Wednesday, August 15, 2007

Vacation Part Three - Southern Alberta

So we're back for the first weekend of August, and we decide, hey, the dh is off for another week and so are the kids. Why not go again?

I booked us for 2 nights - a shorter trip - at The Great Canadian Barn Dance, about 40 km outside Pincher Creek.

We left late Wednesday morning and headed south. Our first stop, on a whim, was the Lancaster Air Museum in Nanton. We'd passed it before and thought it just a small site with perhaps a few planes, but seeing as I'm interested in WWII and the dh is always up to seeing anything to do with aviation, we stopped.

Admission is by donation, with a recommended donation of $10 a family. And SO worth it. They are expanding but even without the expansion, it is a wonderful facility chock-full of displays, artifacts and information! We had a wonderful time and came home with some trinkets. Including a mouse pad with a lovely picture of the Dambusters (we also have a huge Dambusters painting on our wall which I love).

Next stop - sugar fortification at the Candy Shop in Nanton.

We stopped outside Fort McLeod for a picnic lunch, then headed towards the campground - another hour's drive away.

Once we arrived and got set up, we vegged for a bit. I didn't have to make supper as my reservation included a roast beef dinner and barn dance tickets for that night. I'm not sure my husband was completely on board for it but it was too late. LOL. The dinner was delicious - roast beef, baked chicken, buns, baked beans, baked potatoes, coleslaw, and apple crisp and ice cream for dessert. Family run, the entertainment is also all in-family, and during dinner we got a taste of their talents. Loads of laughs and toe-tapping...and then came the audience participation number. (Note: I'd forgotten the camera, so I don't have pictures of the Barn Dance. Unfortunately.)

My husband got picked and ended up on stage in a huge foam cowboy hat playing the Gut Bucket (Which is really the washtub bass). I laughed so hard I was wiping tears.

After dinner we went on a wagon ride, and then came back for the dance. I never thought my husband would dance either, not to country music. But lo and behold, he learned how to two-step, we did a dance called The Butterfly (which tested my endurance, oh my word) and a Barn Dance - at the end, I had partnered with everyone in the circle. Very Cool. The girls had a brilliant time, dancing and laughing and we put them to bed far later than usual - 10:30!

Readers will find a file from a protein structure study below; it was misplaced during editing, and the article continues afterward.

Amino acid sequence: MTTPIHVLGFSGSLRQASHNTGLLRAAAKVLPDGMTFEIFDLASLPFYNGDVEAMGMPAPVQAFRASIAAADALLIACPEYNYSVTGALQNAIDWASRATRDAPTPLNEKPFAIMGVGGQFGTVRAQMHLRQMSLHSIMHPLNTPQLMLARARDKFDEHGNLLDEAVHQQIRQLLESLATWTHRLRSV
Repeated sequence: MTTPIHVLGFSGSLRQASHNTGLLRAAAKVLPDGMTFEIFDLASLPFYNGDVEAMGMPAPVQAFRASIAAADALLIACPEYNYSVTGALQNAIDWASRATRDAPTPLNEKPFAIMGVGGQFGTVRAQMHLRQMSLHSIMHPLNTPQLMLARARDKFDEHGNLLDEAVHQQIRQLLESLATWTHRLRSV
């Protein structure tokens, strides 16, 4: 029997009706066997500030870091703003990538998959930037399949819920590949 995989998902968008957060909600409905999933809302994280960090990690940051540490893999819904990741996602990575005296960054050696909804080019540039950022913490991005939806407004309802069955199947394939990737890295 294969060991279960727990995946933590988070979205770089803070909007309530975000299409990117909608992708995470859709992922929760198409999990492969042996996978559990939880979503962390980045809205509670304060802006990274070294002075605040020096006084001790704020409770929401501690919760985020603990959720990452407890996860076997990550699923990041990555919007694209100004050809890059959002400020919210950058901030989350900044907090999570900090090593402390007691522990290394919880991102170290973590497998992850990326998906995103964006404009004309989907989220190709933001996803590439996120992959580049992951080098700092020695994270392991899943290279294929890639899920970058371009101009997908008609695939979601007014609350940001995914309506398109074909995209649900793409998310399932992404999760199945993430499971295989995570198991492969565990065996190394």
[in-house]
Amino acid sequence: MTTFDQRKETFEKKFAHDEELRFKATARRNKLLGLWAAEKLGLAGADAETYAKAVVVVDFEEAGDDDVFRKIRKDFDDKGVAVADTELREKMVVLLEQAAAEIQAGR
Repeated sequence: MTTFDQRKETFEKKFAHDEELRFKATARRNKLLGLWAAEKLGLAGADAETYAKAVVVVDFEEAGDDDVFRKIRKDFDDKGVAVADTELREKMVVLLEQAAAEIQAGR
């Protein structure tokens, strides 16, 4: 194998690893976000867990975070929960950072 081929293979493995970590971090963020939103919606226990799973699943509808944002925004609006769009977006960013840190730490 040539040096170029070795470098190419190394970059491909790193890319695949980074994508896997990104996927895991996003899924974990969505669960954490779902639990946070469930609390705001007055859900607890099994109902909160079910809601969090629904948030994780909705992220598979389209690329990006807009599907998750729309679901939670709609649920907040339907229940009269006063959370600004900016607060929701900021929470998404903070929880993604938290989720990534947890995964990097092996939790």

But the dance was still going on, so the dh and I put out our chairs and watched the last bit of sunset and the stars over the prairie. And when the band played the last waltz, we danced beneath them. SIGH.

Of course after all the dancing and laughing, I couldn't sleep, so I got a whole 2-3 hours before getting up and getting ready for Waterton National Park.

Waterton is gorgeous and I like it better than Banff because it's less cluttered and touristy. First we did the drive through the Bison Paddock to see the herd. My daughter was excited to see Mountain Bluebirds...she's quite the birdwatcher these days. (Don't get me started on the Peregrine Falcon sighting). Then we drove to Red Rock Canyon. We were hoping to see some Bighorns but they weren't around. We did the walk around the canyon, then had a picnic lunch a bit down the road. On the drive back out, we saw a Black Bear peeking through the shrubs!

Then we went to Cameron Lake, where we did a 3k hike. It goes up the side of the lake and back. At the far side, another family was there with binoculars and saw a grizzly across the lake on the slope. At this point we were hungry (or at least we said we were) and we went to The Big Scoop in the townsite for some ice cream. Definitely less crowded than Banff - we found a parking spot on the block where the store was!

A quick trip to the Prince of Wales Hotel for pictures and postcards and then it was back to the campsite for dinner and an early night for ALL of us. :-)

The next morning we were up and packed and went to "The Barn" for the pancake breakfast that was also included in our trip. YUM. On the recommendation of one of the owners, we made a stop at Lundbreck Falls on our way to Frank Slide.

Over 100 years ago, a whole section of Turtle Mountain fell away, burying a portion of the mining town of Frank in 90 seconds. Over 70 people died, and you can only wonder how others survived when you see the sheer mass of rock that fell in the middle of the night. We went to the museum there which was very informative about the whole Crowsnest Pass area and the mining origins.

And then we were for was cold and damp but we'd had a marvelous time after jamming so much into three days!

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